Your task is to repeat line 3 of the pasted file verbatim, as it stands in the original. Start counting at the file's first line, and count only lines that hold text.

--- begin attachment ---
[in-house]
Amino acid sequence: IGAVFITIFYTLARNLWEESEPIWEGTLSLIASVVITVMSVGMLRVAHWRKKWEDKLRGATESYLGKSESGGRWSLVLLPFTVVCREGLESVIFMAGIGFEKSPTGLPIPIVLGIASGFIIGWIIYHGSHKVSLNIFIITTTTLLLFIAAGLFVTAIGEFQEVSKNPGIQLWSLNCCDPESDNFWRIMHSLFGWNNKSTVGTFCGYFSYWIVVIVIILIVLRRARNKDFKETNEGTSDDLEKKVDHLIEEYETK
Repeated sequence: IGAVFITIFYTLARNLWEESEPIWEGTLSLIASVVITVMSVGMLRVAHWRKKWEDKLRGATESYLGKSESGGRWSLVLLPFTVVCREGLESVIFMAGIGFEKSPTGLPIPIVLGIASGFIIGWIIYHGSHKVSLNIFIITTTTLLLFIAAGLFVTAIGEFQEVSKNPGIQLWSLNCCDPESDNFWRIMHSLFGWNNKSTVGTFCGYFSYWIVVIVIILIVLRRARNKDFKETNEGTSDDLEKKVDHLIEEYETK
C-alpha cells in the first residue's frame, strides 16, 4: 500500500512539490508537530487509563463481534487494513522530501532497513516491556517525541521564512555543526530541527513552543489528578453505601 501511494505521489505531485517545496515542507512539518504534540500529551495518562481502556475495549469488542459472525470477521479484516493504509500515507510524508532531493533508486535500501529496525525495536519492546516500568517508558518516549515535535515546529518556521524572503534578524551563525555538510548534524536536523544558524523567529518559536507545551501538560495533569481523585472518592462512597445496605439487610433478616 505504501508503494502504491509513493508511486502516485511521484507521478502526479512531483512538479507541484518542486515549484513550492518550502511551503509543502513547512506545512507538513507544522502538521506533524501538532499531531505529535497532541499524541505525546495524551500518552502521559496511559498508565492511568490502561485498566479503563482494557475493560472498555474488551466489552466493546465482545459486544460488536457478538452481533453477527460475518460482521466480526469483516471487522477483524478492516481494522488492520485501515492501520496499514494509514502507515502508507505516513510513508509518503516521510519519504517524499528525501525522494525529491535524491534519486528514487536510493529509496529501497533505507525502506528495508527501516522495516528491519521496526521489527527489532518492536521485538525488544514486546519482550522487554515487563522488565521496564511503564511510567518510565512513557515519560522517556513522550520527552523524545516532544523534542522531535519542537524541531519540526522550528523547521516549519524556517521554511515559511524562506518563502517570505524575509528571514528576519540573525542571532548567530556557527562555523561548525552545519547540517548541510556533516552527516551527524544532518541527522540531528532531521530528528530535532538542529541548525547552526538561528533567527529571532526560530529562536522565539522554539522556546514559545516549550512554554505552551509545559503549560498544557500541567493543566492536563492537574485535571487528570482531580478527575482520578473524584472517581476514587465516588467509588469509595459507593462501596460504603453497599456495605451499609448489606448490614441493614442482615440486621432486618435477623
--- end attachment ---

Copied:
Repeated sequence: IGAVFITIFYTLARNLWEESEPIWEGTLSLIASVVITVMSVGMLRVAHWRKKWEDKLRGATESYLGKSESGGRWSLVLLPFTVVCREGLESVIFMAGIGFEKSPTGLPIPIVLGIASGFIIGWIIYHGSHKVSLNIFIITTTTLLLFIAAGLFVTAIGEFQEVSKNPGIQLWSLNCCDPESDNFWRIMHSLFGWNNKSTVGTFCGYFSYWIVVIVIILIVLRRARNKDFKETNEGTSDDLEKKVDHLIEEYETK